“One man with courage makes a majority,” penned Thomas Jefferson. When that courage is armed with principle and backed by constitutional precepts, it’s formidable. Such was the case this week when Kentucky’s Junior Senator, Rand Paul, took to the floor of the senate in a one-man filibuster, reminiscent of the 1939 “Mr. Smith Goes to Washington.”
Unlike his counterpart in the classic Frank Capra film, however, Paul’s filibuster was over constitutional principles, and citizen rights. The issue for him was whether the President of the United States was presumed to have power to supercede the 4th, 5th, and 6th Amendments to the Constitution by killing American citizens, on American soil, with unmanned aerial devices (UAV), or drones.
The setting was the confirmation of John Brennan as the new director of the Central Intelligence Agency. Brennan refused to answer Paul’s question during the Senate sub-committee confirmation hearing regarding the use of drones to attack American citizens domestically. Senator Paul was appalled at the idea that the administration would even consider using drones domestically without a citizen ever having been charged with a crime in a court of law.
An American Civil Liberty Union (ACLU) lawyer, Nate Wessler, validated Paul’s premise in an interview this week, when he referred to the administration as, “Judge, jury, and executioner,” if they used drones domestically.
Drones have been used to kill Americans on foreign soil. In 2011 a drone strike targeted, and killed, Anwar al-Awlaki, a radical Islamic cleric born and educated in the United States.
Since Brennan refused to answer the question, Paul sought clarification from Attorney General Eric Holder. In a March 4 letter to Paul, Holder superciliously said the Obama administration believes it could “hypothetically” carry out drone strikes against Americans on U.S. soil, but “has no intention of doing so.” Such a response was hardly comforting.
Holder declared, “The question you have posed is therefore entirely hypothetical, unlikely to occur, and one we hope no president will ever have to confront. It is possible, I suppose, to imagine an extraordinary circumstance in which it would be necessary and appropriate under the Constitution and applicable laws of the United States for the President to authorize the military to use lethal force within the territory of the United States.”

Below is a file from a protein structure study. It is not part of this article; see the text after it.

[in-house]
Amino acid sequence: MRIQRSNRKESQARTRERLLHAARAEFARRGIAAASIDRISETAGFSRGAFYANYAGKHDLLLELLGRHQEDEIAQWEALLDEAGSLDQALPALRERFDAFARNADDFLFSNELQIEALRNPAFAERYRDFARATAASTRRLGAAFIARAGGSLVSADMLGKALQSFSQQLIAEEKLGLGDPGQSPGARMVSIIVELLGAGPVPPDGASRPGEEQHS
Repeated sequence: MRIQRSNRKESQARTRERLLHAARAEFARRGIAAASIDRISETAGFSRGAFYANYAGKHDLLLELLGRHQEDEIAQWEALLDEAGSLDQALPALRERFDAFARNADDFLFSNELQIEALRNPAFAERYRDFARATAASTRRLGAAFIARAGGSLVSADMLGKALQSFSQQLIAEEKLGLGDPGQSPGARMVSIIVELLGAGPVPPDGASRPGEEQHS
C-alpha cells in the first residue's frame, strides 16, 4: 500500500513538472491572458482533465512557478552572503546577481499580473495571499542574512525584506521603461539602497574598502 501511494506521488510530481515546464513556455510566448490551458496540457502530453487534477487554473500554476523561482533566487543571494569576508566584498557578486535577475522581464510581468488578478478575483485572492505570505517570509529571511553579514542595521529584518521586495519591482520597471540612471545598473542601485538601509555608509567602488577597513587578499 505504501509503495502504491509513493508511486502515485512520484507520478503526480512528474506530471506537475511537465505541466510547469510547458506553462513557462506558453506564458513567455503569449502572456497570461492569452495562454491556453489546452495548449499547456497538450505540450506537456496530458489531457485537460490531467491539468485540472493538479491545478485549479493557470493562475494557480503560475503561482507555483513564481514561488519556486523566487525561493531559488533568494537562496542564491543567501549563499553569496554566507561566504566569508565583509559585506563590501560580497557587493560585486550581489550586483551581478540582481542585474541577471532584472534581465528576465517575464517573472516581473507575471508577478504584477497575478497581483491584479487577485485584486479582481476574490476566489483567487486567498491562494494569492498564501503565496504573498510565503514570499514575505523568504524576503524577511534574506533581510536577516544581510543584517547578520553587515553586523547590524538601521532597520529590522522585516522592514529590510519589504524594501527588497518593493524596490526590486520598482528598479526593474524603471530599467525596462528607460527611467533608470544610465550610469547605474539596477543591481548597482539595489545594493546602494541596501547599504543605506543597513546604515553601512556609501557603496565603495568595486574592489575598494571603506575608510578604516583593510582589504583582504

That Holder would declare the issue to be “entirely hypothetical,” leads one to believe he’s not at all familiar with how the technology has been, and is being used by the administration. And that he would merely “suppose” that “it is possible,” clearly indicates not much thought had been applied to the issue, a sobering admission from the government’s top attorney.
Senator Paul said, beginning his thirteen hour filibuster, “I will speak as long as it takes, until the alarm is sounded from coast to coast that our Constitution is important, that your rights to trial by jury are precious, that no American should be killed by a drone on American soil without first being charged with a crime, without first being found to be guilty by a court. That Americans could be killed in a cafe in San Francisco or in a restaurant in Houston or at their home in Bowling Green, Kentucky, is an abomination. It is something that should not and cannot be tolerated in our country.”
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